As Weigel’s story suggests, Canada seems literally hell-bent on catching up with Belgium in this regard. Physician-assisted suicide has only been legal there since this spring and it has already transformed the practice of medicine in Canada. And if some Canadian philosophers get their way, a willingness to kill your patients will be a prerequisite for practicing medicine in the Great White North.

Now it’s Colorado’s turn to play waiting room Russian Roulette. This November my fellow Coloradans and I will vote on Proposition 106, also known by its Orwellian title: “The End of Life Options Act.”

The supporters of the act, which is modeled on California’s recent legislation of the same name, assure voters that a vote for physician-assisted suicide is a vote for “compassion.” They assure us that it will remain limited to cases of extreme suffering.

But as Weigel points out, the language of the proposed act is “duplicitous.” It characterizes killing someone as “palliative care.” And it defines an “adult” as anyone 18 or older, which leads to the absurdity of not being old enough to drink but old enough to request assistance in killing yourself.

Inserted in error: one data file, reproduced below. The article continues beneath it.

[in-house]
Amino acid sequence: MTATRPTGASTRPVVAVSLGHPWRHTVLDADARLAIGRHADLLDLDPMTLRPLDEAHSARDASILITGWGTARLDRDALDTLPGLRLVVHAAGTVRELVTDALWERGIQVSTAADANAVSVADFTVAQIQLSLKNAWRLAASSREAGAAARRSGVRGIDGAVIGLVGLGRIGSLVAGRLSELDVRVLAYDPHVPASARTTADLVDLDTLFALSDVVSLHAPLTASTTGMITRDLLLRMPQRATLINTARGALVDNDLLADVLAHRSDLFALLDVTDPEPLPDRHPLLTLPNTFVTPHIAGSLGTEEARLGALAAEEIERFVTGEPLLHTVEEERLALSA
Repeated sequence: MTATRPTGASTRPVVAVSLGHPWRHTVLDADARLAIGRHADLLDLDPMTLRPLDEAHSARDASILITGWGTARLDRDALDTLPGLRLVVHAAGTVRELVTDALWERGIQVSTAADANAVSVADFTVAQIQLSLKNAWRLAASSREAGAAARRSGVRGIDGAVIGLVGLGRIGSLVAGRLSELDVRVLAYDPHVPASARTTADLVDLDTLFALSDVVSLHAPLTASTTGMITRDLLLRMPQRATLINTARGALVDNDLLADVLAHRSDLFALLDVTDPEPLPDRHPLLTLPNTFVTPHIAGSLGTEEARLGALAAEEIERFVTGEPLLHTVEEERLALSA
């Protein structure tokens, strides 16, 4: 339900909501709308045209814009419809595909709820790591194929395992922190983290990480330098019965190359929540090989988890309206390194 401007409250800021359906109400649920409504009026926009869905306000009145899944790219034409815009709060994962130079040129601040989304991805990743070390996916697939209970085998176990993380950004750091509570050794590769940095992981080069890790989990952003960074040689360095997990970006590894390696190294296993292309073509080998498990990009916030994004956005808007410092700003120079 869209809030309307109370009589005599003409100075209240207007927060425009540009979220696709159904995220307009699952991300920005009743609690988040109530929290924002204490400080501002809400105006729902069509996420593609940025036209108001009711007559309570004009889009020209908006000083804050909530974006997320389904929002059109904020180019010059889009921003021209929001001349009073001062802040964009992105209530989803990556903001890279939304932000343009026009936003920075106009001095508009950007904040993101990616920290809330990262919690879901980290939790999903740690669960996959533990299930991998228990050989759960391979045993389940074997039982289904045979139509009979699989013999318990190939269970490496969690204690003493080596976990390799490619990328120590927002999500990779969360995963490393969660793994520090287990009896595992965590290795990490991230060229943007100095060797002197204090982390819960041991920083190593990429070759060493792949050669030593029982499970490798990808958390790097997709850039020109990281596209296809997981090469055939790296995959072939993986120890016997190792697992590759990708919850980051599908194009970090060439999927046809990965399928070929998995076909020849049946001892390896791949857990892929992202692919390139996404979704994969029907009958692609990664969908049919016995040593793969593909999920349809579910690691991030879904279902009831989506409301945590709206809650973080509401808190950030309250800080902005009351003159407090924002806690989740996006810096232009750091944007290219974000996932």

And in a backhanded admission of a guilty conscience, the deceased’s death certificate would list the cause of death as the illness they suffered from and not suicide.

If supporters of assisted suicide need to mislead and obfuscate about basic matters such as these, why should we believe their assurances that no one will be coerced into killing themselves? Little wonder that disability advocates oppose the measure.

Colorado history should also give us pause. Thirty-two years ago, then-governor of Colorado, Richard Lamm told a group of health-care lawyers that the terminally-ill elderly have “a duty to die and get out of the way” instead of trying to prolong their lives. He compared the fulfillment of this “duty” to “leaves falling off a tree and forming humus for the other plants to grow up.”

It would be foolish to think that the “right-to-die” won’t, much less can’t, one day become the “duty to die,” especially in an aging society where health care costs as a percentage of the GDP are projected to double over the next 25 years. By the way, also on the Colorado ballot this year is state-run healthcare.

The only way to prevent the “right to die” from becoming a “duty to die” is to reject the “right to die” from the start. Anything else places the most vulnerable—the elderly and especially the disabled—on an already well-greased slippery slope.

Unless the Lord returns, each and every one of us will die of old age, disease, or tragedy. And except in the case of tragedy, if the advocates of so-called compassion have their way, you, I, and our loved ones will end up facing the same question George Weigel’s fellow parishioners were asked: “Do you wish to be euthanized?